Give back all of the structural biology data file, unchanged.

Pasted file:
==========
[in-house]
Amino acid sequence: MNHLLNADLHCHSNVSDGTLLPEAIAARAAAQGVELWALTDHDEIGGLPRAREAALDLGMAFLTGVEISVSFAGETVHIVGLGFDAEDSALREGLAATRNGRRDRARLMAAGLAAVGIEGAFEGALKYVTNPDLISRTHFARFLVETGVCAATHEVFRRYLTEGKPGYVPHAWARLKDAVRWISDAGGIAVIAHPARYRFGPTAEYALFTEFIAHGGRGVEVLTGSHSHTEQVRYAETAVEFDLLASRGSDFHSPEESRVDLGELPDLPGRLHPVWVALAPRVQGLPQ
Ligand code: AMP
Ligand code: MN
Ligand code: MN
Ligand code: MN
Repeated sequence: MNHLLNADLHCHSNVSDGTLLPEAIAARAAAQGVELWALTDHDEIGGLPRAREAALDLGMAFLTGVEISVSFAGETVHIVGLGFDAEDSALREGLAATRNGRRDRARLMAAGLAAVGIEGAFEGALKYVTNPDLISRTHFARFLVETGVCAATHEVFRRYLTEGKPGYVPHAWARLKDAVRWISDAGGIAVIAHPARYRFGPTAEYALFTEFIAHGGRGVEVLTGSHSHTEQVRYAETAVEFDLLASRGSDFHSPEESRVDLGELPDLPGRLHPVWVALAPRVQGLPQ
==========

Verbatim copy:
[in-house]
Amino acid sequence: MNHLLNADLHCHSNVSDGTLLPEAIAARAAAQGVELWALTDHDEIGGLPRAREAALDLGMAFLTGVEISVSFAGETVHIVGLGFDAEDSALREGLAATRNGRRDRARLMAAGLAAVGIEGAFEGALKYVTNPDLISRTHFARFLVETGVCAATHEVFRRYLTEGKPGYVPHAWARLKDAVRWISDAGGIAVIAHPARYRFGPTAEYALFTEFIAHGGRGVEVLTGSHSHTEQVRYAETAVEFDLLASRGSDFHSPEESRVDLGELPDLPGRLHPVWVALAPRVQGLPQ
Ligand code: AMP
Ligand code: MN
Ligand code: MN
Ligand code: MN
Repeated sequence: MNHLLNADLHCHSNVSDGTLLPEAIAARAAAQGVELWALTDHDEIGGLPRAREAALDLGMAFLTGVEISVSFAGETVHIVGLGFDAEDSALREGLAATRNGRRDRARLMAAGLAAVGIEGAFEGALKYVTNPDLISRTHFARFLVETGVCAATHEVFRRYLTEGKPGYVPHAWARLKDAVRWISDAGGIAVIAHPARYRFGPTAEYALFTEFIAHGGRGVEVLTGSHSHTEQVRYAETAVEFDLLASRGSDFHSPEESRVDLGELPDLPGRLHPVWVALAPRVQGLPQ